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Journal of Integrative Medicine ›› 2019, Vol. 17 ›› Issue (6): 396-403.doi: 10.1016/j.joim.2019.09.001

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Factors influencing communication of traditional Chinese medicine use between patients and doctors: a multisite cross-sectional study

Wen Qiang Leea, Jeremy Teoha, Pei Zheng Kenneth Leea, Zhi Xiong Gerard Lowa, Xueling Simb, Foong Fong Mary Chongb, Norbert Ludwig Wagnerb   

  1. a. Yong Loo Lin School of Medicine, National University of Singapore, 117597 Singapore, Singapore
    b. Saw Swee Hock School of Public Health, National University of Singapore, 117549 Singapore, Singapore
  • Received:2019-04-28 Accepted:2019-07-17 Online:2019-11-10 Published:2019-11-25
  • Contact: Corresponding author: Wen Qiang Lee, Yong Loo Lin School of Medicine, National University of Singapore, 117597 Singapore, Singapore Email:

In Singapore, the use of traditional Chinese medicine (TCM) alongside Western medicine (WM) is common. There are risks of adverse herb-drug interactions when taken concurrently. Current literature suggests that TCM use is not regularly reported to WM doctors in Singapore, but the underlying reasons are not understood.

A cross-sectional study was conducted across Singapore by administering questionnaires to TCM-using patients and WM-practising general practitioners (GPs). The questionnaire examined the following themes: (1) demographics and TCM use pattern; (2) respondents’ (patients and GPs) knowledge and beliefs about TCM and the factors influencing the discussion of TCM during the WM consultation; and (3) respondents’ qualitative suggestions to increase disclosure rate.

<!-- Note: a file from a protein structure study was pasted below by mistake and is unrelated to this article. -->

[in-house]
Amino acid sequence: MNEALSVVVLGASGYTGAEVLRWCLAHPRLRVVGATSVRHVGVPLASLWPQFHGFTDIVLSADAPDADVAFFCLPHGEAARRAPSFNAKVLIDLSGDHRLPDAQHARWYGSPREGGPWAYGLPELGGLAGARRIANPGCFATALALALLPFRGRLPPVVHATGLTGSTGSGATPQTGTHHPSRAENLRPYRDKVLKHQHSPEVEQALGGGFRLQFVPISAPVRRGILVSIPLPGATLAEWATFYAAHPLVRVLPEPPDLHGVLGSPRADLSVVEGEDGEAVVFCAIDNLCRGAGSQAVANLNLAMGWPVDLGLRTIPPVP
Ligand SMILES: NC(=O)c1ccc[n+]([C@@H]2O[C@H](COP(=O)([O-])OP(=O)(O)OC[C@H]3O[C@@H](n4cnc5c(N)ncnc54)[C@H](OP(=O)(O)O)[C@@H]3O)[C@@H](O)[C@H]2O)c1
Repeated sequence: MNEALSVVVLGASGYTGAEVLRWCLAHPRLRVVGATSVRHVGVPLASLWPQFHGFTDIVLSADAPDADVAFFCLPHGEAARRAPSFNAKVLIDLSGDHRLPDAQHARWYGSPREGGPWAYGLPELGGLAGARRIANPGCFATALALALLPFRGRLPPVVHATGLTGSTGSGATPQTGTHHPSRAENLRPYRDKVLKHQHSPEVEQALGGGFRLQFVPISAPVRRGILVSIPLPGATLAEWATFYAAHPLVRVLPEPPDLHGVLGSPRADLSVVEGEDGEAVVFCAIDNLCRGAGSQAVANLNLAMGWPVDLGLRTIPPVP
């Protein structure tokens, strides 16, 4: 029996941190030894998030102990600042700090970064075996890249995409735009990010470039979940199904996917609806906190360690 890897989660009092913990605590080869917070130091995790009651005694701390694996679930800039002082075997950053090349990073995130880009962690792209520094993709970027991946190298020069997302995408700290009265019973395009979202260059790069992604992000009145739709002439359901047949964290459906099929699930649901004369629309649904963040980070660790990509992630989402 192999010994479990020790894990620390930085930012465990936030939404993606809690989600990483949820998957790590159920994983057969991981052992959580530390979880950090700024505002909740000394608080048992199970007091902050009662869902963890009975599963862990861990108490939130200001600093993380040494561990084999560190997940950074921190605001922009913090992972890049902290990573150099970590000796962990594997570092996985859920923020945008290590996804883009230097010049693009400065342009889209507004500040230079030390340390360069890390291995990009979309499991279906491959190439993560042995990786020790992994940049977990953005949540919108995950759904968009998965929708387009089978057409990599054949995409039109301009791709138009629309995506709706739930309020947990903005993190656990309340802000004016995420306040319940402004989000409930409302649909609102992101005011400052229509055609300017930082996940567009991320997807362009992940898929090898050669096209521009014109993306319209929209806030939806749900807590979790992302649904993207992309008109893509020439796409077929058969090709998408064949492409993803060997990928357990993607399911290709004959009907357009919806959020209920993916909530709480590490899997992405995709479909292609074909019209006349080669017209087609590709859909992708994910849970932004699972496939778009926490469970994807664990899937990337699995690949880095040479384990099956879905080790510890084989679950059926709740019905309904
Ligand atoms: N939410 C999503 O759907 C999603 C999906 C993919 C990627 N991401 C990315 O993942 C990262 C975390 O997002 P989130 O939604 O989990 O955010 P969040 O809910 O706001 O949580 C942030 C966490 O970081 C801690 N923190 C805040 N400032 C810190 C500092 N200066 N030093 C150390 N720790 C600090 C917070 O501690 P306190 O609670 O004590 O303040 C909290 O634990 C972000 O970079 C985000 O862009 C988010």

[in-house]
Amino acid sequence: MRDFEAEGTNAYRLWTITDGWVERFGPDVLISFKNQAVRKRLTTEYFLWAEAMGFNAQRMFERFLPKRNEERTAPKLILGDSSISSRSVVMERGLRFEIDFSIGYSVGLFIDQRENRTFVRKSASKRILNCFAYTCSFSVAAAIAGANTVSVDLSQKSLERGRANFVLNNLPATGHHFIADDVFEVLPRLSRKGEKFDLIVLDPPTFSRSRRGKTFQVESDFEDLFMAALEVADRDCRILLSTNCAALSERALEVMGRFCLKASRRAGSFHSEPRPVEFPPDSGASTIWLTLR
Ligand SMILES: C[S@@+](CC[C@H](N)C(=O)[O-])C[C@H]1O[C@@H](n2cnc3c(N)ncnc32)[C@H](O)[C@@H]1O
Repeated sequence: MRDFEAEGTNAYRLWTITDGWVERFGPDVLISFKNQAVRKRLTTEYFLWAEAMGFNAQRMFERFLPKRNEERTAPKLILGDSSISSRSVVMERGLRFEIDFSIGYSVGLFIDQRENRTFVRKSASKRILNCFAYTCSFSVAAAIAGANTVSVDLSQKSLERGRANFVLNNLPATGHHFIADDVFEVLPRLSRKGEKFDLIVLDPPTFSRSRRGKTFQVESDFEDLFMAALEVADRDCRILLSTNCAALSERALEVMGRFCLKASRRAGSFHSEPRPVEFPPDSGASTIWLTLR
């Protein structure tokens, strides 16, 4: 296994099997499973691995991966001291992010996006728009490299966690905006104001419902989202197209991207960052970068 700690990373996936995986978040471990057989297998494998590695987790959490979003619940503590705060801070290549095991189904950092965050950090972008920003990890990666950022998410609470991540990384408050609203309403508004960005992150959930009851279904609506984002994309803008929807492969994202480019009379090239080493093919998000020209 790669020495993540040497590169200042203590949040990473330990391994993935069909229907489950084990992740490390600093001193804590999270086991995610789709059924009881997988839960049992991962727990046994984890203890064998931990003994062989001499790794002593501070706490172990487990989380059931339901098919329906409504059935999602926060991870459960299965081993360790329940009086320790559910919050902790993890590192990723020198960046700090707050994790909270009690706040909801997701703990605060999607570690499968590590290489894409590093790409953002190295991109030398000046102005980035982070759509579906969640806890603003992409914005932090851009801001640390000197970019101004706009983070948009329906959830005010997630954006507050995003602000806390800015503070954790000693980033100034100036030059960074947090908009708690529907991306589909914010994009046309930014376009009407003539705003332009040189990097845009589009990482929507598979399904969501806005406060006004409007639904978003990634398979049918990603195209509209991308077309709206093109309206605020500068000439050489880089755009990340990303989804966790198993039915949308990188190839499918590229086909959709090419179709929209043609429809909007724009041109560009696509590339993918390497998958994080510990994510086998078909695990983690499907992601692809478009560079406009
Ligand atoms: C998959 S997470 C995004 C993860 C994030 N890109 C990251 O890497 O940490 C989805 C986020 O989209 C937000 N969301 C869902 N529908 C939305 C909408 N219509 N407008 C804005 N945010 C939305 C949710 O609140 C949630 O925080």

A total of 484 patients and 334 GPs were surveyed. Factors associated with patients’ initiation of TCM discussion include length of consultation (odd ratio [OR]: 2.1; P < 0.001), comfort level in discussing TCM (OR: 1.6; P < 0.001) and belief in importance of discussion (OR: 1.4; P = 0.017). Doctor’s initiation of discussion (74%) was the top patient-ranked factor influencing their discussion of TCM. For doctors, knowledge of TCM indications (OR: 2.2; P < 0.001), belief in importance of discussion (OR: 2.1; P < 0.001) and comfort level in discussing TCM (OR: 1.9; P = 0.001) were associated with their initiation of TCM use discussion. Possible WM-TCM interactions (58%) was the top doctor-ranked factor influencing their discussion of TCM.

The discussion of TCM in a WM setting is multifactorial. Interventions include doctors’ active screening for TCM use in patients and equipping doctors with TCM knowledge. Improving communication between patients and doctors is key to avoiding harmful herb-drug interactions.

Key words: Traditional Chinese medicine, Western medicine, Patient-provider communication, Primary care, General practice, Public health

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